Son, Sand and Surf. At last – live theatre, with an audience. Bille Brown Theatre is open for business and The Holidays means back to work for Queensland Theatre.
The Holidays is certainly value for money – there is so much crammed into 80 minutes, it’s difficult to know where to start. Award winning playwright David Megarrity explores the relationships between fathers and sons and the problems of aging parents. The plot is simple. The Holidays are not on holidays. They are visiting Grandad Holiday’s seaside shack. But there’s no grandad – he’s in an aged care facility and the family is there to sort through the detritus of a lifetime. We know little about him except for the fact that he was an artist and that he has amassed an art collection from his eccentric arty friends.
While grandson Oliver (wonderful debut performance by Matthew Ianna) and Mum (Louise Brehmer) get the house in order, dad Bob (Bryan Proberts is great as always) is largely absent both physically and emotionally. Ollie controls the narrative; we learn the family history through his memories via the objects he finds. Hints are that he has some artistic talent. But he’s bored, bored, bored. He is 12 and wants the beach: the sand to play in and the sounds to sooth him.
Symbols abound—the most obvious is the soundscape; the music is Australian (Go-Betweens, Australian Crawl) with the occasional Billie Holiday (groan). One of the engaging aspects is … well you will just have to go to find out. Paintings are both present and absent– the frames are there, and the artists named, but the images are missing. Are we to inscribe our own? Sand slips through grandad’s figurative hourglass and encroaches on his house; it’s play for Ollie but work for Summer. (By the way, I was fascinated by the kinetic sand on stage). I told you there’s a lot going on in this play.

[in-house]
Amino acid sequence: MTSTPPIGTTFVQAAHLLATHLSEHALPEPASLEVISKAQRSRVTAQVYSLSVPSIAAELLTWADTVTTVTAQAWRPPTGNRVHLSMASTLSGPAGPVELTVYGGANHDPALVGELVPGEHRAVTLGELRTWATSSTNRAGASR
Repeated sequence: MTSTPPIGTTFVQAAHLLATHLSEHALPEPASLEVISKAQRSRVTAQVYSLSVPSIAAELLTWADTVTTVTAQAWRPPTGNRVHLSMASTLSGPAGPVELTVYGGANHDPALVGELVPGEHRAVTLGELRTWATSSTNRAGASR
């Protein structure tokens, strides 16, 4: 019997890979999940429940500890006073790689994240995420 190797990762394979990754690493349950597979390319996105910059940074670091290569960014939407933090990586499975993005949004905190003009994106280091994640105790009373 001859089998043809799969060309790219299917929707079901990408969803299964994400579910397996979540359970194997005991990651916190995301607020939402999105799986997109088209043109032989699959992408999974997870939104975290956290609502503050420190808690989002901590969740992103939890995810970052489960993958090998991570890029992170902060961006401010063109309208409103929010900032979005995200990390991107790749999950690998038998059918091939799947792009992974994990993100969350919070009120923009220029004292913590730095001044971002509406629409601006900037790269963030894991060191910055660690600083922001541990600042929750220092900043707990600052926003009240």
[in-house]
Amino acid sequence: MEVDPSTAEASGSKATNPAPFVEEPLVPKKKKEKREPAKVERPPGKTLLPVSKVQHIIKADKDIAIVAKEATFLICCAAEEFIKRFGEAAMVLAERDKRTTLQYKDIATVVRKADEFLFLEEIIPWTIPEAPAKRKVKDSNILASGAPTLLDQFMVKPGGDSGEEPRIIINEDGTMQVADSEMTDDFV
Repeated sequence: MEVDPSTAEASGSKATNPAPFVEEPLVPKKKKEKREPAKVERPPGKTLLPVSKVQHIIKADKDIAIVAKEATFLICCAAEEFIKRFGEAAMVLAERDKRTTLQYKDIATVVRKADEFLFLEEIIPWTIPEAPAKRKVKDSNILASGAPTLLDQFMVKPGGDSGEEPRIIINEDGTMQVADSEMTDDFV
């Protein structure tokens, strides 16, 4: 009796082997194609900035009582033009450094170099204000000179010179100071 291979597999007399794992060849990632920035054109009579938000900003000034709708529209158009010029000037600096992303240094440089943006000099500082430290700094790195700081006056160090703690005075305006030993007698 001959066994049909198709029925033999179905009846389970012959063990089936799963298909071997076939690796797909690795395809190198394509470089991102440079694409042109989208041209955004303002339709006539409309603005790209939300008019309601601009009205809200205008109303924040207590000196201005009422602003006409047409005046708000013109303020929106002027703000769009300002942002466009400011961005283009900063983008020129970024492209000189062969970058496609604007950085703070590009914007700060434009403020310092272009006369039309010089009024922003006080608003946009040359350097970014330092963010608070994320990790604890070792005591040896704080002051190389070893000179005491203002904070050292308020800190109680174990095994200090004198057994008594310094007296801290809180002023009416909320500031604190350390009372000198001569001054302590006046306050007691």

Where the play particularly excels is in the stagecraft. Kudos to Jason Glenwright for the effective lighting and Nathan Sibthorpe’s projection adds depth to the narrative. The Holidays has a lot of emotional baggage to unpack – it skims the surface of paternal relationships, touches on dementia and reminds us of our familial mortality and obligations. The final scene is moving; anyone else think of Matisse’s Dance?
Finally, a trigger warning: Dad jokes, misheard lyrics (listen for “she don’t like that kinda of a baker”) and puns (terrible, bad, inexcusable puns) abound. It’s almost as if the play is aimed at children, and certainly there is nothing that would be inappropriate for a 12 year-old. This is a play for boys and men; by and large women are marginalised and that’s okay. Because a woman steals the show: watch for Mum’s (Louise Brehmer) cool moves– way to go Mum.
14 November to 12 December
Bille Brown Theatre, 78 Montague Road, South Brisbane
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